egg wash (eg wosh, wawsh) noun, verb
A mixture comprised of egg and water, milk or cream that is brushed over unbaked pastry or bread. Typically one or two tablespoons of liquid will be added per egg, although this can vary, and sometimes recipes use just egg yolk.
The term, while usually used as a noun, is sometimes turned into a verb, as in “egg wash the top of the rolls.”
The egg wash produces a golden color as well as an attractive sheen on the baked item. This mixture can also be used as a “glue” to bring to pieces of pastry together, such as when making turnovers, as seen below, or when applying decorative pieces of pastry to solid pieces of pastry.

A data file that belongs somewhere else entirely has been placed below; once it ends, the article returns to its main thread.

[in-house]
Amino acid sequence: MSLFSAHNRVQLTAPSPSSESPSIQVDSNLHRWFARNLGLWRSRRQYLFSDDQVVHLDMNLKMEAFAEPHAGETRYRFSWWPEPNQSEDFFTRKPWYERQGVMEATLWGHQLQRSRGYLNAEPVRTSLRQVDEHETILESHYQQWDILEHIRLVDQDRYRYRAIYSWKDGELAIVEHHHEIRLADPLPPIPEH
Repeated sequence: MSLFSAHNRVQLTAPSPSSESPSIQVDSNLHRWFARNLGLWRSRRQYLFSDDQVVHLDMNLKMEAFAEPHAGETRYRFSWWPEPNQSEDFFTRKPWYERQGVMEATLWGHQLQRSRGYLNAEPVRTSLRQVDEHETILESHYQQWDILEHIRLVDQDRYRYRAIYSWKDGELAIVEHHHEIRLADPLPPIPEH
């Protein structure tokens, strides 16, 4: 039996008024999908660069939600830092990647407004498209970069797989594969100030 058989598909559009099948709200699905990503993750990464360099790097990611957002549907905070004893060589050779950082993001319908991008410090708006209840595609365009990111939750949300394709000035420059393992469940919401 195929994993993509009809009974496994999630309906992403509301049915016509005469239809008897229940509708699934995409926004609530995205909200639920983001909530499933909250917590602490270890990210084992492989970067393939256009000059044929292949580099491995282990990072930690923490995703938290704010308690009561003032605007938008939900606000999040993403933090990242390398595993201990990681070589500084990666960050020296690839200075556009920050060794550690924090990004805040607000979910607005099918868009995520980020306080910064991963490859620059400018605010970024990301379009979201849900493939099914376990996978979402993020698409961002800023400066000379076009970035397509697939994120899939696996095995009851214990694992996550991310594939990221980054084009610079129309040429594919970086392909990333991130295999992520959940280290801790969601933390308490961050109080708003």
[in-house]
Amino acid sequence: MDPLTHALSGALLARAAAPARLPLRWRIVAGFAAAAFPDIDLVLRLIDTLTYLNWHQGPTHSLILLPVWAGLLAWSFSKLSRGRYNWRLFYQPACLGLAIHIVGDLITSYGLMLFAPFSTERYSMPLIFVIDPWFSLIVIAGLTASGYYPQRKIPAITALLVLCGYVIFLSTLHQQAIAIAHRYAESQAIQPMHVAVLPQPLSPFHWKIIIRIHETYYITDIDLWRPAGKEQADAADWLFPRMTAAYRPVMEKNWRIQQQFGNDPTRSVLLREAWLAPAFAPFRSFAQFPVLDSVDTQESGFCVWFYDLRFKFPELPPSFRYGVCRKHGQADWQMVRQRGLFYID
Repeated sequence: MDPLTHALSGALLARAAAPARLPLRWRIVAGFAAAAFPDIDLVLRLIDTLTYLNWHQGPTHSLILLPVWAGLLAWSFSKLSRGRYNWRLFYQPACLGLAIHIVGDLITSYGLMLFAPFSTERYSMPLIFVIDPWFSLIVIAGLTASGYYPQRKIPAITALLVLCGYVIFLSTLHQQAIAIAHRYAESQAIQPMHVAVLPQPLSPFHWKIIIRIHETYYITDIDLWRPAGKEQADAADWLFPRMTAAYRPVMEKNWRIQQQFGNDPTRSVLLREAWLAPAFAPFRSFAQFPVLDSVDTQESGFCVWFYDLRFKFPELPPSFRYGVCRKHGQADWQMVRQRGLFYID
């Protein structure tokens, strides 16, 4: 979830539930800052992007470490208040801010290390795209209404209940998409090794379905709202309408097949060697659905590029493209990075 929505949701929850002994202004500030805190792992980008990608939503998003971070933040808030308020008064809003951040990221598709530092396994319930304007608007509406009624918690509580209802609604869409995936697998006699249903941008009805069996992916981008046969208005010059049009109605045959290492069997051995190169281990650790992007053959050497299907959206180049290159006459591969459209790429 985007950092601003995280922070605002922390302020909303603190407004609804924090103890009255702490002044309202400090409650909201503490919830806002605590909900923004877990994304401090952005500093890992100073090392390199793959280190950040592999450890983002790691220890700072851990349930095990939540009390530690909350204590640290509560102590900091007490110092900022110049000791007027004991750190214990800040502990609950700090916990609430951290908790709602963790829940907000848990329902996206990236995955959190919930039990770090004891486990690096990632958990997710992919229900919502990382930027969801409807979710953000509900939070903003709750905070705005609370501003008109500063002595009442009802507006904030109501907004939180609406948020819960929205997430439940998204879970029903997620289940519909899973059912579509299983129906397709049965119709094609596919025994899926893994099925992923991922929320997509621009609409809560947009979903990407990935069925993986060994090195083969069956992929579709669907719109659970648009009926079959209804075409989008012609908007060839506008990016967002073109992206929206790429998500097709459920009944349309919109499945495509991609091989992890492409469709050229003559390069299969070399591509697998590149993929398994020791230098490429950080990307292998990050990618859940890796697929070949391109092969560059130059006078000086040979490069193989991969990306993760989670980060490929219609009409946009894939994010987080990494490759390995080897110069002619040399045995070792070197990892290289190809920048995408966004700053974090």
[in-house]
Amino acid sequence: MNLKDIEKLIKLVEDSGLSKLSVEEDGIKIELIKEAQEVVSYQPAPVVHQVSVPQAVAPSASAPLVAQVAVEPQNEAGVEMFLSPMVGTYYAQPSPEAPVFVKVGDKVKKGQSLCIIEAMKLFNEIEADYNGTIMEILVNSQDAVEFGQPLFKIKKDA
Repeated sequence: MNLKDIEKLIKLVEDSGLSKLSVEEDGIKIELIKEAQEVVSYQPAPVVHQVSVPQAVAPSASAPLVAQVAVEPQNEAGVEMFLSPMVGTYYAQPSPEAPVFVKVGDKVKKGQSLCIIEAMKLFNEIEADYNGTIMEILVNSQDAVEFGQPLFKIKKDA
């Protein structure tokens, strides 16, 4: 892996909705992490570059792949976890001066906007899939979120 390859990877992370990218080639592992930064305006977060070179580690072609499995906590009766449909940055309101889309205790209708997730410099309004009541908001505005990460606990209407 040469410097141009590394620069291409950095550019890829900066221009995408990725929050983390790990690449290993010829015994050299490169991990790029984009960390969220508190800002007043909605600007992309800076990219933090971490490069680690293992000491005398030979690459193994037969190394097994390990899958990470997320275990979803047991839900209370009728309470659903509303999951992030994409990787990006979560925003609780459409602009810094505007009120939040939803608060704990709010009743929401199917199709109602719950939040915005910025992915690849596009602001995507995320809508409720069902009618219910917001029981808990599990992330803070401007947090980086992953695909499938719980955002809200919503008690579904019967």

The left half of this lattice pie pastry was brushed with an egg wash made from 1 egg and 1 tablespoon of water, the right half was left plain. You can also see on the left of the lattice how it was applied a bit unevenly. The darker, more glazed areas received more egg wash. An even application is important.
The same goes for these rolls – the left one has egg wash, the right roll was left plain. The egg wash not only creates an attractive appearance, it also adds a desirable texture.
Images: Peter Muka
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